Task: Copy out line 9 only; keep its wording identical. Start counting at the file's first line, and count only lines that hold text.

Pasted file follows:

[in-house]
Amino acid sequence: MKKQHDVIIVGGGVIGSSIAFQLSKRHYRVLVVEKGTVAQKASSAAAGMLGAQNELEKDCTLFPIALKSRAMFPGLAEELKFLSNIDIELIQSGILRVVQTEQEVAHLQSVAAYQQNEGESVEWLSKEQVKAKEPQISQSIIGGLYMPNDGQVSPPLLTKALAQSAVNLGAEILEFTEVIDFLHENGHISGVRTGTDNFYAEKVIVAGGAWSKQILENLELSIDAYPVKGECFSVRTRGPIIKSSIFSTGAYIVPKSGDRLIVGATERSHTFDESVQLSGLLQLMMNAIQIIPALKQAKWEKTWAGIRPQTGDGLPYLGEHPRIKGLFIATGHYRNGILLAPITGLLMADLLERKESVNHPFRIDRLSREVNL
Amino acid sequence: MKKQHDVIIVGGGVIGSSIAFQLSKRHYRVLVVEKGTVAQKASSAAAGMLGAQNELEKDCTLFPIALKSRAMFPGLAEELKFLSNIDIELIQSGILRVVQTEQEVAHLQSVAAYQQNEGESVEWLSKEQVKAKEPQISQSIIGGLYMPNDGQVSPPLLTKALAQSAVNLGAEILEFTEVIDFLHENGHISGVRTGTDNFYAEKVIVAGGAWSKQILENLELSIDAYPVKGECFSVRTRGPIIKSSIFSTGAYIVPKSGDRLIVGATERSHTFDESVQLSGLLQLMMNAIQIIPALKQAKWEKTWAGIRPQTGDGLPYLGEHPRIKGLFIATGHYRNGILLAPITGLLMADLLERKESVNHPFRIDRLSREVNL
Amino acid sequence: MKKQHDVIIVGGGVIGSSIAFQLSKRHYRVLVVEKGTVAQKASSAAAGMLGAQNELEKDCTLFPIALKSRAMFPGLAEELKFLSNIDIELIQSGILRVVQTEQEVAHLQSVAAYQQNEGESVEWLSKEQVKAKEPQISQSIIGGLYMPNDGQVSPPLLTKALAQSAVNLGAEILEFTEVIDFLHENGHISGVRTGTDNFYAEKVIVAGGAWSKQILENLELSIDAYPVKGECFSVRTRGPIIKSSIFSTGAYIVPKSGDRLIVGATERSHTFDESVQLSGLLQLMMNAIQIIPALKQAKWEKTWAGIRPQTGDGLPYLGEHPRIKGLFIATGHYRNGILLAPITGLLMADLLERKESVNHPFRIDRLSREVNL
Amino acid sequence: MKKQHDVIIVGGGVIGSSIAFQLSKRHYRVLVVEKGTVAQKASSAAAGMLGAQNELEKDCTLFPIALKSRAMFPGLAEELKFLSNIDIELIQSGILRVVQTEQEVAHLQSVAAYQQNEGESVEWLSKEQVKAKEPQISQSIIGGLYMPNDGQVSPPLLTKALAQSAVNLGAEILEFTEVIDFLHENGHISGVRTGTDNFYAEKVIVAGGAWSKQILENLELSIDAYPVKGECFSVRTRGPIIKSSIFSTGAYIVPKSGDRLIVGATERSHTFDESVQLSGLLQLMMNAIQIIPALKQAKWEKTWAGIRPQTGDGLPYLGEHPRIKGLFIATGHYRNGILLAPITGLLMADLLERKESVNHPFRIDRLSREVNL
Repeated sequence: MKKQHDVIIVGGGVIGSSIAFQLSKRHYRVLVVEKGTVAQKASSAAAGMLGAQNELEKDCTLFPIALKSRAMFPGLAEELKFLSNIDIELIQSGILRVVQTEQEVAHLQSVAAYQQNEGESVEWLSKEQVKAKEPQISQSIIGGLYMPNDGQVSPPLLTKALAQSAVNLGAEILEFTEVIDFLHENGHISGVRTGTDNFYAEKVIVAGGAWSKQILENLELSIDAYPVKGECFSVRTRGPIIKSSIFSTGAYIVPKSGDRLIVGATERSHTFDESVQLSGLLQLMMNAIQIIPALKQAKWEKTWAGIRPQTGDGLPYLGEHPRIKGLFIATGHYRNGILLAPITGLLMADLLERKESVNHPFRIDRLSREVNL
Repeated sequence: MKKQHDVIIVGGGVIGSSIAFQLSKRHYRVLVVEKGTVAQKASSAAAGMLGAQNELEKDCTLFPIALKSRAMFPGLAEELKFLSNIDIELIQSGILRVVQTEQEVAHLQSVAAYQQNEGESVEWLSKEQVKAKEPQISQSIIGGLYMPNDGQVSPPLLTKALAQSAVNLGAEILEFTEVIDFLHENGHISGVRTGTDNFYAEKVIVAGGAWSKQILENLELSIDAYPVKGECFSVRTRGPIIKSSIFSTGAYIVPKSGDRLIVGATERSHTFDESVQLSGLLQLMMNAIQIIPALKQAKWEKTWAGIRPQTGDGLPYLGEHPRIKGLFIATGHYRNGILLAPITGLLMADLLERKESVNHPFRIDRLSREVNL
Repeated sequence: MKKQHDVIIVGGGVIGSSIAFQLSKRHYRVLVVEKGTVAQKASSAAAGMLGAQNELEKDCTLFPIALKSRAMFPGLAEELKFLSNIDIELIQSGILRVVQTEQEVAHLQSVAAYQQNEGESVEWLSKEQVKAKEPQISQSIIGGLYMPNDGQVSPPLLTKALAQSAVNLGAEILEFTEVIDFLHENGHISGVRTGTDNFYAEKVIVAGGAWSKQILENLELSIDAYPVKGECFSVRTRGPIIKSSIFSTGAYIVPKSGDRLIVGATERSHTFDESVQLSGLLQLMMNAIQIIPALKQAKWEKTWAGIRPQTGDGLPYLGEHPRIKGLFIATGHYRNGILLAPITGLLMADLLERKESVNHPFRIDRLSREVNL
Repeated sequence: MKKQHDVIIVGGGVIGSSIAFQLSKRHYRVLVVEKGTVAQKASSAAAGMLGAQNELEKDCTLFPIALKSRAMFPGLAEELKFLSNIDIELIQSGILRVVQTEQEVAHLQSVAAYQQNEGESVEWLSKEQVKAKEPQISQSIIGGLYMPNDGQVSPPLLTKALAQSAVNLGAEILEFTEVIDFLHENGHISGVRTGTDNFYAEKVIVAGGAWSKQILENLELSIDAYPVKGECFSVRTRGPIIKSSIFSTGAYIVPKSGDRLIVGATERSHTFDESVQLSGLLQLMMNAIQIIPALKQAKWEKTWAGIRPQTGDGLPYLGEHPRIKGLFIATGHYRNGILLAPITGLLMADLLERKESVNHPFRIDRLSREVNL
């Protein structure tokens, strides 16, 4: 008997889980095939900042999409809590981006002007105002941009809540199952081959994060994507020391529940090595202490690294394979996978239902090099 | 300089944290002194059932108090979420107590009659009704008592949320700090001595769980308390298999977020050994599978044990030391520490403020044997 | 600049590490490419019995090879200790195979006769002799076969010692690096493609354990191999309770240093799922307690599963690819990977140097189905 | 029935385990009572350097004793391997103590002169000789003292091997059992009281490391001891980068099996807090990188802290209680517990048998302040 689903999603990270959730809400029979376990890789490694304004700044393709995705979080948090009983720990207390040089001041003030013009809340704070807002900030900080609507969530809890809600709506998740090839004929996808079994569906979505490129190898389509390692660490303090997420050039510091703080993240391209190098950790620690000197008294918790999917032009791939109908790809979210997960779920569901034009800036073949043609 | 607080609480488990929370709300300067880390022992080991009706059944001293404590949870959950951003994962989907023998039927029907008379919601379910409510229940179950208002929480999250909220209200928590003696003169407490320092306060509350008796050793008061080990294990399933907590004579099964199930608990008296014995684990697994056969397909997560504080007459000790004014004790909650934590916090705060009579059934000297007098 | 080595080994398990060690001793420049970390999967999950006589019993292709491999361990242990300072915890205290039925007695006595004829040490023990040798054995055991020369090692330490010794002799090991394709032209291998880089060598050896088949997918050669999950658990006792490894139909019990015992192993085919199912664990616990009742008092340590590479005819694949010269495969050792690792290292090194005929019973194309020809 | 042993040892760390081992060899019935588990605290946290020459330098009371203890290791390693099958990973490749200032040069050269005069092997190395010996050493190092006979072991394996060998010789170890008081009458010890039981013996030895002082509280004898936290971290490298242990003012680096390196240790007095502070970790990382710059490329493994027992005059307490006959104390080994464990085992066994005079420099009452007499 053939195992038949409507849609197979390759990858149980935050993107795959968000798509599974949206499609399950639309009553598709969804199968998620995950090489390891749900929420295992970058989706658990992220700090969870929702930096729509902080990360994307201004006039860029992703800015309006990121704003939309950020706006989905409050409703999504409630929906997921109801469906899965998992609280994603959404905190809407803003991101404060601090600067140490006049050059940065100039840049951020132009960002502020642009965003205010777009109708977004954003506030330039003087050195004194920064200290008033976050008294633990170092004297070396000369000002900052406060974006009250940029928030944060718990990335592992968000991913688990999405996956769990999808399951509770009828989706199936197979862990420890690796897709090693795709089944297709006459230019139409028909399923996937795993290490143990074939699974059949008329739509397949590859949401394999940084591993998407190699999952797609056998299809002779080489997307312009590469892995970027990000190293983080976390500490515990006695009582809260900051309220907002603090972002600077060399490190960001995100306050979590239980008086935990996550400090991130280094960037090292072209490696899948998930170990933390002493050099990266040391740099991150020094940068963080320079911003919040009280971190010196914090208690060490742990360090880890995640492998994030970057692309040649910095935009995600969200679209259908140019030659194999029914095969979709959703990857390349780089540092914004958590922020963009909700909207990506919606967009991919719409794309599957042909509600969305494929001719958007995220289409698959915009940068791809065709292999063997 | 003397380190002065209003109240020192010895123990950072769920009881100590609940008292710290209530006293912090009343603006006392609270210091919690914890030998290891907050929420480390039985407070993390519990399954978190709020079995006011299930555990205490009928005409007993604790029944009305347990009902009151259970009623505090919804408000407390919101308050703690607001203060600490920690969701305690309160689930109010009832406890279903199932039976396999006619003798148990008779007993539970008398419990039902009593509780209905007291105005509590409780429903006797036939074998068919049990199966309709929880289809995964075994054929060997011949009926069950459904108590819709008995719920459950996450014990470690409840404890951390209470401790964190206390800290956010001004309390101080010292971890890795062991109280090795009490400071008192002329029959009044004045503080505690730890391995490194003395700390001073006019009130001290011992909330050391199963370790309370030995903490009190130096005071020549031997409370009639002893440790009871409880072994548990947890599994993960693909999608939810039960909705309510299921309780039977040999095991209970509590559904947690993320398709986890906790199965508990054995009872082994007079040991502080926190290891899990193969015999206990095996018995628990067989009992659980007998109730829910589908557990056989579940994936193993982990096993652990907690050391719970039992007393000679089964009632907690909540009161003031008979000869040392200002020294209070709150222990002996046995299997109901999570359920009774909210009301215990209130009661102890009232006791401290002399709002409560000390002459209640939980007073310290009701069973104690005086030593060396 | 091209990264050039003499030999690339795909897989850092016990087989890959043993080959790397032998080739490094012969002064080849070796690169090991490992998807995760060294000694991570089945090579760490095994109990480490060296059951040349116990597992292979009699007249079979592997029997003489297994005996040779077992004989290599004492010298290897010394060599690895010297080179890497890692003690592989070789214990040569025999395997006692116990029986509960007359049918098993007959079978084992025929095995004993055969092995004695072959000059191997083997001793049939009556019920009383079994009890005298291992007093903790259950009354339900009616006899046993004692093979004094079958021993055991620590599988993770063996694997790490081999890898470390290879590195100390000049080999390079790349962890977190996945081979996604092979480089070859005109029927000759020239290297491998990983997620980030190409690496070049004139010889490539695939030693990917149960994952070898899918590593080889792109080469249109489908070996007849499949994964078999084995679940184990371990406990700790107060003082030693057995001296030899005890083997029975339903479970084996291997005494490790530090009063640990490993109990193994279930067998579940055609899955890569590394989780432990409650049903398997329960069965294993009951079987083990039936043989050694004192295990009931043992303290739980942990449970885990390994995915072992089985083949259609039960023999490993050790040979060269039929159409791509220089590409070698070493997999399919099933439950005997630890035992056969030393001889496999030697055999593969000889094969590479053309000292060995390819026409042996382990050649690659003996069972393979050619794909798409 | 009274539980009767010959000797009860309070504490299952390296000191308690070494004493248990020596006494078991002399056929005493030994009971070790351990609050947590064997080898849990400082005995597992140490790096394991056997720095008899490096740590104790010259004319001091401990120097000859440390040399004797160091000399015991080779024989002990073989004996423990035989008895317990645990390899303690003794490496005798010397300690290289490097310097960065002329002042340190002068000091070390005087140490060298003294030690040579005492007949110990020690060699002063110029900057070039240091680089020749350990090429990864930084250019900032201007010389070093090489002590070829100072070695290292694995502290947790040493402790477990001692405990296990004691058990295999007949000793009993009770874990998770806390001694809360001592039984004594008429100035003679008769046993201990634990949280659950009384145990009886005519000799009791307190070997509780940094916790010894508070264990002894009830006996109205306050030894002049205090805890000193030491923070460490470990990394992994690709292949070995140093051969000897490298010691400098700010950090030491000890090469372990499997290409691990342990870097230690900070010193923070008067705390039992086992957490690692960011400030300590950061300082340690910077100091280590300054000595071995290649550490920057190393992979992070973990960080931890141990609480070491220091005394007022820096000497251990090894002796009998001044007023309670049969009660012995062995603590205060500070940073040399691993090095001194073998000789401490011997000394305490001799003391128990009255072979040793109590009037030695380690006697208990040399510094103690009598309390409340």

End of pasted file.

Repeated sequence: MKKQHDVIIVGGGVIGSSIAFQLSKRHYRVLVVEKGTVAQKASSAAAGMLGAQNELEKDCTLFPIALKSRAMFPGLAEELKFLSNIDIELIQSGILRVVQTEQEVAHLQSVAAYQQNEGESVEWLSKEQVKAKEPQISQSIIGGLYMPNDGQVSPPLLTKALAQSAVNLGAEILEFTEVIDFLHENGHISGVRTGTDNFYAEKVIVAGGAWSKQILENLELSIDAYPVKGECFSVRTRGPIIKSSIFSTGAYIVPKSGDRLIVGATERSHTFDESVQLSGLLQLMMNAIQIIPALKQAKWEKTWAGIRPQTGDGLPYLGEHPRIKGLFIATGHYRNGILLAPITGLLMADLLERKESVNHPFRIDRLSREVNL